Top 5: Beauty Products you Need to Bring Back from Morocco

At a Hammam at the Es Saadi Hotel in Marrakesh. On my skin and in my hands is Beldi Soap - its softening our skin as we are (supposed to be) relaxing in the terracotta sauna.

At a Hammam at the Es Saadi Hotel in Marrakesh. On my skin and in my hands is Beldi Soap - its softening our skin as we are (supposed to be) relaxing in the terracotta sauna.

I just returned from an all-female, positively life-altering trip to Morocco with Visit Morocco and Around the World Beauty and wanted to race to tell you about the treasure trove of beauty products that awaited us in Marrakech! The founder, Stephanie Flor is a serious beauty expert and she told us all about beauty life in Morocco, rituals that date back centuries, and of course, the major beauty players in this North African country.

The geographic location of Morocco (aka climate and lands) makes it a hub of natural beauty products. It was difficult to choose, but I narrowed them down to my top 5:

5. Rose Water / Rose Oil

The most common product used by Moroccan women is rose oil or rose water. Mmmmm! The nutrients are extracted from fresh rose petals and it plays a vital role in soothing the skin that is suffering from many skin issues. Additionally, it leaves the skin soft and glowy - not to mention the aromatherapy benefits of easing migraines, cramps, and depression. Smell like roses, and feel like a million bucks? I’ll take a dozen please.

4. Indigo 

Walking around Morocco, there is no shortage of bright cobalt/indigo blue - in fact, it is THE official color of Morocco. Its also one of the only natural dyes used today - many are synthetic (I know). It’s extracted from the shrub Indigofera tinctoria, it is found throughout tropical regions across the world and is a predominant export from Morocco. The dye can be used to color textiles, to paint with, color hair with, or just be proud that you brought something “authentic” back from Morocco :)

3. Argan Oil

Argan oil is legendary across the world for its many beneficial properties.Made from an argan tree's kernel that is native to Morocco, it is a common hair regiment essential oil. So naturally, the highest quality Argan oil can be found in (you guessed it) Morocco! It can be used like a hair mask before washing your hair to increase elasticity - aka lessen breakage. On top of that (is that a pun?) many women use it to moisturize or minimize wrinkles. If you’re looking to gift someone something extra Mo-rockin (see what I did there?) Argan oil is it.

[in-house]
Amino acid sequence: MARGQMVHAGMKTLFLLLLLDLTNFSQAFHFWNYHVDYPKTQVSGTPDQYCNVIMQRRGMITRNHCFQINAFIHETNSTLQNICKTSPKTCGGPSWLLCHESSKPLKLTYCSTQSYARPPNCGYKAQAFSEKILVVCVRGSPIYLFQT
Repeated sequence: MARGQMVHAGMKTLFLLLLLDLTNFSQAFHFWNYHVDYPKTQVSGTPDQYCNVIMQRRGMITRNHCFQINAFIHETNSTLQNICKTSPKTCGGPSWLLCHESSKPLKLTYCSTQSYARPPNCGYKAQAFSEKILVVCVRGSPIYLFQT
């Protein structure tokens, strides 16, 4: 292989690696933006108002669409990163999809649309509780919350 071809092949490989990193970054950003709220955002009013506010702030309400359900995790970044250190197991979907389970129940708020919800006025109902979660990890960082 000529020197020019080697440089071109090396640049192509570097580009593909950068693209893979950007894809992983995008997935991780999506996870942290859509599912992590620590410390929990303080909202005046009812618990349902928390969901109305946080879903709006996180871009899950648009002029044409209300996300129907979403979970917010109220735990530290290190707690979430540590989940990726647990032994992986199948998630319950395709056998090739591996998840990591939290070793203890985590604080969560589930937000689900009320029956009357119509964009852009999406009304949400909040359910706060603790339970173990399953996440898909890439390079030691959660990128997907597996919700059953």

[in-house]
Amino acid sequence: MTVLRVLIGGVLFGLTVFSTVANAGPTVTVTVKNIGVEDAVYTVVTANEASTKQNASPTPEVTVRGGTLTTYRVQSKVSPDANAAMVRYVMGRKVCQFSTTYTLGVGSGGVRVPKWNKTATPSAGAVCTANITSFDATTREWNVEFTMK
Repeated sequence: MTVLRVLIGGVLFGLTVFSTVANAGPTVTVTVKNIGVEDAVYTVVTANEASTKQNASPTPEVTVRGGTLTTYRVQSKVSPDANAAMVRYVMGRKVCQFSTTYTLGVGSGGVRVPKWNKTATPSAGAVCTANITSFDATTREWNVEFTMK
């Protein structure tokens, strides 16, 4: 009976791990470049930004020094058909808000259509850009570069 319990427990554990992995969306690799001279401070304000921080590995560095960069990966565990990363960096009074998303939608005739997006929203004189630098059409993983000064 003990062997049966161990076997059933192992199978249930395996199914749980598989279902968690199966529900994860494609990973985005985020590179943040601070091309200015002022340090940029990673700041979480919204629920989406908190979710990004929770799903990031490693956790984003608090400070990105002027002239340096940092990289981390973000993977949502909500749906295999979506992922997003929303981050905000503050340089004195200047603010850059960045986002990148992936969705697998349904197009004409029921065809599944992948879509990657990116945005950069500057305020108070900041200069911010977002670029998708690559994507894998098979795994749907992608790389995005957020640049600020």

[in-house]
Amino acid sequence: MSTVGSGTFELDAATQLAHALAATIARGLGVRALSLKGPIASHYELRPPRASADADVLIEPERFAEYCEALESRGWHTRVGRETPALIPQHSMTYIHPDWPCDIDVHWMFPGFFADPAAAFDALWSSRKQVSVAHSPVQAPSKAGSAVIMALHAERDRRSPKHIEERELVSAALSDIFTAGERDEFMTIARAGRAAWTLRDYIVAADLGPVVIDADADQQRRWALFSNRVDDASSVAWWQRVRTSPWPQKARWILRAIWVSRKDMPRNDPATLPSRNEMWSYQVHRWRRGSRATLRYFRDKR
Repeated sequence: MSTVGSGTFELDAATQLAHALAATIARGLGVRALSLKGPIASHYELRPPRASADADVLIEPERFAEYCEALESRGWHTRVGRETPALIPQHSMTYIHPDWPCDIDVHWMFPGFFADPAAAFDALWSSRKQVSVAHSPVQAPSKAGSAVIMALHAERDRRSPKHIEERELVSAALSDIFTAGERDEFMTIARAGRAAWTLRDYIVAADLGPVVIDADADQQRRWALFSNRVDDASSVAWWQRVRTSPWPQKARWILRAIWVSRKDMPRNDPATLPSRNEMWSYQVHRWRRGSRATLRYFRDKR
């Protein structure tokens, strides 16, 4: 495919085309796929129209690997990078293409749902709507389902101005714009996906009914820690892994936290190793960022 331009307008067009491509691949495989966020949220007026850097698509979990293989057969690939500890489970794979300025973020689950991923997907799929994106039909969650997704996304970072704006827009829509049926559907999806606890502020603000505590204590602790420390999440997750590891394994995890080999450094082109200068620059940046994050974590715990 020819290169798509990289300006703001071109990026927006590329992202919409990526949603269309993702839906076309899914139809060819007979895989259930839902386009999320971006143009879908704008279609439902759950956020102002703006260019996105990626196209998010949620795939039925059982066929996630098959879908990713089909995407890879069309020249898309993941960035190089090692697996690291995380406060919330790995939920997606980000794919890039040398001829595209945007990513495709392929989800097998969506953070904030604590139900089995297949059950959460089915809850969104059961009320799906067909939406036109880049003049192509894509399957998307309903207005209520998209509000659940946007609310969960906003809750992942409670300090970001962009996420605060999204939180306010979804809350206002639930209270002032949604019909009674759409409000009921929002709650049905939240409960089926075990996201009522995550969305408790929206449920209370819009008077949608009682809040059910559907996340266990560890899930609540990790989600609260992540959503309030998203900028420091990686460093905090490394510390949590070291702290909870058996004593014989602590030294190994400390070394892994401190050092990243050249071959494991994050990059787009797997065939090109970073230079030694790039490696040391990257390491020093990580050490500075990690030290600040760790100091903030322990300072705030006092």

2. Beldi Soap + Kessa Mitts

The most known beauty ritual in Morocco, Flor says, are the “hammams” (bathhouses) of Morocco.  Hammams can be public or private and are an important part of daily life in Morocco.  A key component of the hammam ritual is first, cleansing and softening the skin with Beldi Soap (a natural soap that is made up of 100 percent virgin black olive oil). It’s followed up by a thorough, thorough exfoliation, head to toe, with the Kessa Mitt.

Kessa mitts are made from a unique tissue which removes old skin cells and surplus oil from the skin, at the same time giving you a revitalizing massage (work in strokes towards your heart). Beldi soap can be applied on the entire body solo, but I recommend using it hand-in-hand (ha) with a Kessa message glove for max results.

Kessa mitts. like nail files, come in different abrasives too. So if you find yourself getting a scrub down at a bathhouse, ask if they have a gentler version (and yes, I learned the hard way).

1. Rhassoul Clay


Rhassoul Clay is a Moroccan clay that is used most commonly used in Hammams, where women are supposed to wrap their bodies and wait for 15 minutes before washing it off. The Ghassoul word in Arabic means "that washes". Its high mineral content makes it an ideal toning treatment for the whole body. The rhassoul is hypoallergenic so it’s extremely soft to the skin and suitable for all skin types, even the most fragile. For the Moroccan, it is custom to offer it as a wedding gift. At the traditional hammams, the rhassoul is applied after the exfoliation step with the Kessa Mitt.

Your Plus 1:


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Oh, how I love you! A mehendi artist for 10 years pre-NYC life, henna has always had a huge place in my heart, and why I couldn’t leave it out of my list. However, bringing back pre-made henna paste to use as body art isn’t the best thing to do. Why? Pre-made henna loses its staining abilities fast, it can have additives in it that you could be allergic to (some essential oils are added to allow for a deeper stain) or dyes NOT okay for your skin, and it needs to stay refrigerated.

Instead, pick up henna powder. Made from the dried leaves of the henna plant (Lawsonia Inermis), you can mix it yourself at home - just keep the powder in the freezer until ready to mix. I could go on for days about henna and how to mix it to let the dye release - but I’ll just link you to this recipe (just add lavender, like I used to do :) or Catherine Cartwright-Jones, PhD, who was my teacher, instead.

Henna is used by Moroccan women to beautify their hands with unique and beautiful designs. Furthermore, they also use it as a hair mask, which makes their hair shine along with giving it strength and thickness. 

Morocco isn’t all delicious tangines and phenomenal sunsets (although there are PLENTY of those too!) so if you find ourself in Morocco, be sure to stock up on these best-of-the-best beauty products!

What’s YOUR top Moroccan beauty pic? Sound off in the comments below!I’d love to know what you think of my picks.